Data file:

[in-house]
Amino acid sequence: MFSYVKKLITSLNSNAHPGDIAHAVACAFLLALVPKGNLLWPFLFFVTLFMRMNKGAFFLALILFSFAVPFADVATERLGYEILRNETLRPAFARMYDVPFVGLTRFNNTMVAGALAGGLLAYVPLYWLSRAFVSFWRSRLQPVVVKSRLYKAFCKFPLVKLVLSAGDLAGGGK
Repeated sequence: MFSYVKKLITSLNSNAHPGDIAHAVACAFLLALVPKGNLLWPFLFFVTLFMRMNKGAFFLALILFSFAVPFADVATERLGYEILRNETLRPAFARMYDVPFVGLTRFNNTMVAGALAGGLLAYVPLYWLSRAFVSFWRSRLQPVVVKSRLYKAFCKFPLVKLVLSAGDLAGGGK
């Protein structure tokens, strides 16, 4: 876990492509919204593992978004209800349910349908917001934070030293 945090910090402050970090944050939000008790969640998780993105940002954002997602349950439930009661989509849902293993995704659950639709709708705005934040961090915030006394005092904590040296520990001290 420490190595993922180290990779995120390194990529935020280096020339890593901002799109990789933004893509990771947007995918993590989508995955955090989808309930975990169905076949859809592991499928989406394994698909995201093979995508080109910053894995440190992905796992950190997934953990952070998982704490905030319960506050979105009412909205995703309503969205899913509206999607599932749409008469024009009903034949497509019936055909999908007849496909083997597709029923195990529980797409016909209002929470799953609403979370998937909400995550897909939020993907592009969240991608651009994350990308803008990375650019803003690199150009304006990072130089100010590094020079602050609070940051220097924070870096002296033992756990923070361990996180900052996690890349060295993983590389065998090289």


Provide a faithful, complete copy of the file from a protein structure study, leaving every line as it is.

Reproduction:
[in-house]
Amino acid sequence: MFSYVKKLITSLNSNAHPGDIAHAVACAFLLALVPKGNLLWPFLFFVTLFMRMNKGAFFLALILFSFAVPFADVATERLGYEILRNETLRPAFARMYDVPFVGLTRFNNTMVAGALAGGLLAYVPLYWLSRAFVSFWRSRLQPVVVKSRLYKAFCKFPLVKLVLSAGDLAGGGK
Repeated sequence: MFSYVKKLITSLNSNAHPGDIAHAVACAFLLALVPKGNLLWPFLFFVTLFMRMNKGAFFLALILFSFAVPFADVATERLGYEILRNETLRPAFARMYDVPFVGLTRFNNTMVAGALAGGLLAYVPLYWLSRAFVSFWRSRLQPVVVKSRLYKAFCKFPLVKLVLSAGDLAGGGK
């Protein structure tokens, strides 16, 4: 876990492509919204593992978004209800349910349908917001934070030293 945090910090402050970090944050939000008790969640998780993105940002954002997602349950439930009661989509849902293993995704659950639709709708705005934040961090915030006394005092904590040296520990001290 420490190595993922180290990779995120390194990529935020280096020339890593901002799109990789933004893509990771947007995918993590989508995955955090989808309930975990169905076949859809592991499928989406394994698909995201093979995508080109910053894995440190992905796992950190997934953990952070998982704490905030319960506050979105009412909205995703309503969205899913509206999607599932749409008469024009009903034949497509019936055909999908007849496909083997597709029923195990529980797409016909209002929470799953609403979370998937909400995550897909939020993907592009969240991608651009994350990308803008990375650019803003690199150009304006990072130089100010590094020079602050609070940051220097924070870096002296033992756990923070361990996180900052996690890349060295993983590389065998090289």